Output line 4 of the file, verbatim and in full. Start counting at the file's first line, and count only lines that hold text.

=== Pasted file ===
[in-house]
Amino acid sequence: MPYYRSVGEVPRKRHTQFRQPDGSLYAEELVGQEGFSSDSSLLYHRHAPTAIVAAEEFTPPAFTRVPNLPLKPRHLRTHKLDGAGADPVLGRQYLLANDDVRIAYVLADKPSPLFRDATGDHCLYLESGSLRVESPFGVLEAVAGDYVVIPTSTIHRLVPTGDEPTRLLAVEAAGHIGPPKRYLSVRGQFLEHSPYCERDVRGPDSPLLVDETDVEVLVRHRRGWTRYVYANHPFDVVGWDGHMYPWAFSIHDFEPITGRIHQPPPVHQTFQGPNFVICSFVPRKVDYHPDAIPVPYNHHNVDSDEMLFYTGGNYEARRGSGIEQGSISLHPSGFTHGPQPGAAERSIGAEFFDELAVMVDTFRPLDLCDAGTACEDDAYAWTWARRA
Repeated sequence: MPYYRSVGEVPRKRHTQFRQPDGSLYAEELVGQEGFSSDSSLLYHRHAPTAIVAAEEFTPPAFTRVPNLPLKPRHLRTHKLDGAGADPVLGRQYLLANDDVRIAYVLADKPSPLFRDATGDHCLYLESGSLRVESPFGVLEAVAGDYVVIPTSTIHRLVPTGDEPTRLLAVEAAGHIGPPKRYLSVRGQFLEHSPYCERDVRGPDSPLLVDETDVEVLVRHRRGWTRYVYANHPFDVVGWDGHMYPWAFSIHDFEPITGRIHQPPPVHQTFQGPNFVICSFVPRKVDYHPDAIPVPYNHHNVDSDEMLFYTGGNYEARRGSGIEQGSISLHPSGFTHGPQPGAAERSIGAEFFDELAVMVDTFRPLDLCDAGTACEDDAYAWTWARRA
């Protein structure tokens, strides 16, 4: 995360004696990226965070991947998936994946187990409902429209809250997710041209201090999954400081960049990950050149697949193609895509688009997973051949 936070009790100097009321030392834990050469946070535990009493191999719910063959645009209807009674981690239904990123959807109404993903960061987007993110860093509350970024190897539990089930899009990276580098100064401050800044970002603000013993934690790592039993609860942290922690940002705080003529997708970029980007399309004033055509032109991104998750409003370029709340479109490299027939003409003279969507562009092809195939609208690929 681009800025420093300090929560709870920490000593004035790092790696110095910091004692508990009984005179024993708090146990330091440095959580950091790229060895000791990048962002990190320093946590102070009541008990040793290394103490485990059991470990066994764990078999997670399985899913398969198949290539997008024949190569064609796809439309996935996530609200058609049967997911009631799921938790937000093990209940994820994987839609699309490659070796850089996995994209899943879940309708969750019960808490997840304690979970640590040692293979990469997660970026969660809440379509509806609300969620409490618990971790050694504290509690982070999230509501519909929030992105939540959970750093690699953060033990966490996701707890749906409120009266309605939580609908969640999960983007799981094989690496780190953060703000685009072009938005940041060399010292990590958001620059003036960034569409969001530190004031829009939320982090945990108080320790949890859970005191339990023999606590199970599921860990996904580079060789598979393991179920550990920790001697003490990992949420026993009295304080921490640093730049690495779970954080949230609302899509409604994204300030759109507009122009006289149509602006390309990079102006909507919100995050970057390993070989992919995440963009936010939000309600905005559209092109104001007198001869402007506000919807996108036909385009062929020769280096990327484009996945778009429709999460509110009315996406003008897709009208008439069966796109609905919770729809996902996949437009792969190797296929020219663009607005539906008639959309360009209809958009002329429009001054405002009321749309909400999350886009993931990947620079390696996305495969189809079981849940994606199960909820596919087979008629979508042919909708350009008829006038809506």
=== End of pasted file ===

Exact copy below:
């Protein structure tokens, strides 16, 4: 995360004696990226965070991947998936994946187990409902429209809250997710041209201090999954400081960049990950050149697949193609895509688009997973051949 936070009790100097009321030392834990050469946070535990009493191999719910063959645009209807009674981690239904990123959807109404993903960061987007993110860093509350970024190897539990089930899009990276580098100064401050800044970002603000013993934690790592039993609860942290922690940002705080003529997708970029980007399309004033055509032109991104998750409003370029709340479109490299027939003409003279969507562009092809195939609208690929 681009800025420093300090929560709870920490000593004035790092790696110095910091004692508990009984005179024993708090146990330091440095959580950091790229060895000791990048962002990190320093946590102070009541008990040793290394103490485990059991470990066994764990078999997670399985899913398969198949290539997008024949190569064609796809439309996935996530609200058609049967997911009631799921938790937000093990209940994820994987839609699309490659070796850089996995994209899943879940309708969750019960808490997840304690979970640590040692293979990469997660970026969660809440379509509806609300969620409490618990971790050694504290509690982070999230509501519909929030992105939540959970750093690699953060033990966490996701707890749906409120009266309605939580609908969640999960983007799981094989690496780190953060703000685009072009938005940041060399010292990590958001620059003036960034569409969001530190004031829009939320982090945990108080320790949890859970005191339990023999606590199970599921860990996904580079060789598979393991179920550990920790001697003490990992949420026993009295304080921490640093730049690495779970954080949230609302899509409604994204300030759109507009122009006289149509602006390309990079102006909507919100995050970057390993070989992919995440963009936010939000309600905005559209092109104001007198001869402007506000919807996108036909385009062929020769280096990327484009996945778009429709999460509110009315996406003008897709009208008439069966796109609905919770729809996902996949437009792969190797296929020219663009607005539906008639959309360009209809958009002329429009001054405002009321749309909400999350886009993931990947620079390696996305495969189809079981849940994606199960909820596919087979008629979508042919909708350009008829006038809506």